Carmen Angelini: The Yankees' tenth round pick last season has just one official minor league at-bat to his credit and he already has one of the higher ceilings in the organization, thanks in large part to his maturity and confidence. Blessed with good speed, a strong arm, and innate baseball intellect, he is already one of the better defensive shortstops.
Offensively he shows a very patient approach, above average contact hitting ability, and surprising situational hitting. His good speed also makes him a force on the bases and, while he lacks the plus power potential to be a no-doubter in this category, most scouts believe he will hit for enough power to project as an everyday starting shortstop at the big league level someday.
Jose Mojica: As excited as the Yankees are to watch Angelini develop over the coming years, some team officials believe Mojica - the Yankees' top International signing last season who has yet to have an official minor league at-bat - may be better in the long-run. Like Angelini, who lacks true power, Mojica's below average speed gives him big question mark in his offensive game. He does have a very good center-to-right approach and he does have surprising power for a player his size [5-foot-11, 165 pounds].
Defensively, Mojica makes up for his sub-standard speed in the middle infield with great positioning and good footwork. He is very adept at reading balls coming off of the bat and he also has a very strong and accurate arm. Also like Angelini, despite no professional experience, he brings a lot of polish in the field and he could move quickly as a result.
Closest to the Majors
Reegie Corona: The former second baseman made the move to shortstop in 2007. While the high error totals he accrued last season might alarm some outsiders, the plus range and strong arm he showcased leave few insiders with any doubts he could handle the position at the big league level.
Offensively he is a very solid hitter, one who employs a patient approach at the plate and uses his above average speed on the base paths. His power is lacking enough to not project safely as a big league regular just yet, but he has come a long way in a short time in that department. Playing at the Double-A level a year ago, and with Derek Jeter not in jeopardy of losing his position anytime soon, he could break in as a utility player within the next year or two.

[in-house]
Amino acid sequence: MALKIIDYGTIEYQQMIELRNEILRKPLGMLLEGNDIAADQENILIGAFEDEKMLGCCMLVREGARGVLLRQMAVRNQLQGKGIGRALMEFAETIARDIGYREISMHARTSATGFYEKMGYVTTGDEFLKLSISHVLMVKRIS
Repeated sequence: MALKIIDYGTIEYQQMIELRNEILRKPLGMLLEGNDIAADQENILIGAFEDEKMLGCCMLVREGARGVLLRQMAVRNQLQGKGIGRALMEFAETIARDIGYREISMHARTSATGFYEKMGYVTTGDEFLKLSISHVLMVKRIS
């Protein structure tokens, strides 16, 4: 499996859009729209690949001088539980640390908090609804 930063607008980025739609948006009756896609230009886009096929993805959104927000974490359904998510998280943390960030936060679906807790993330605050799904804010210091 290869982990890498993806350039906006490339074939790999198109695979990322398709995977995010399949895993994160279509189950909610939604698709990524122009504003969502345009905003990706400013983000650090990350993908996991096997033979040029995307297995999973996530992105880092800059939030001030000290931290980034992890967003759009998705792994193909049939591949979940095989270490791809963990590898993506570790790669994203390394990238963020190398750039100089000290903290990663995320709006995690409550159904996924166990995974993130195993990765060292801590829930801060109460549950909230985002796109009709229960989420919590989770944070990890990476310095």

Ramiro Pena: Defensively the 22-year old is ready for the big leagues right now. His plus-plus range, solid arm, and incredibly accurate throws would put him among the big league's elite defensive shortstops right now. He has no weaknesses in that facet of his game.
At the plate however he has struggled to put up a career .253 average with very little power. Advancing all the way to Double-A in his first professional season and struggling to stay healthy has worked against him in developing his offensive game. The numbers haven't been pretty, and he'll never be confused with a plus offensive player, but he has a bit more potential than many realize.
Eduardo Nunez: One of the more dynamic defensive and offensive players in the farm system, and easily possessing the most power potential of any shortstop prospect in the organization, Nunez could easily fit in the 'highest ceiling' category if not for the fact he has been written off by many critics.
|IT WOULD BE A MISTAKE: Writing off Nunez too quickly could be a huge mistake. (Photo: Patrick Teale/PinstripesPlus.com)|
Need to Make Their Move
Walter Ibarra: One of the more intriguing International signings back in 2005, Ibarra has struggled with nagging injuries in his first two professional seasons. When healthy he has shown to be a superb defensive shortstop and a pesky switch-hitter at the plate.
Two straight years in the Gulf Coast League, however, he now has the likes of Angelini and Mojica looking to steal his playing time. He just turned 20 years old in November and it is way too early to write him off, but he'll need to get back on the field in a big way to fight his way back into the mix.
The Jury is Still Out
Kelvin Castro: The numbers for the 2007 GCL Yankees shortstop and third baseman don't exactly jump off the page, but he is a bit 'toolsier' than most realize. He has an intriguing combination of power and speed offensively, and he has shown the ability to be an exciting defensive player. He certainly has the look of a strong 'sleeper' candidate but how the Yankees fit him into the Angelini-Mojica mix at the lower levels will have to play out first.
Jose Toussen: One of the key International signings in 2006, it was a somewhat rough adjustment to professional baseball for Toussen last season as he hit just .235 with 72 strikeouts and 33 errors in just 62 games for DSL Yankees2. Physically weak when he signed, he has worked hard to get bigger and stronger. It remains to be seen how it will improve his game but the tools are there to be a very good prospect down the road.
Ryan Wehrle: The former University of Nebraska shortstop also has some impressive physical tools - possessing power, speed, and a very good eye at the plate. He looks the part of a possible sleeper but he had a hard time securing playing time in Staten Island last season and it remains to be seen how he fits into the Yankees plans going forward.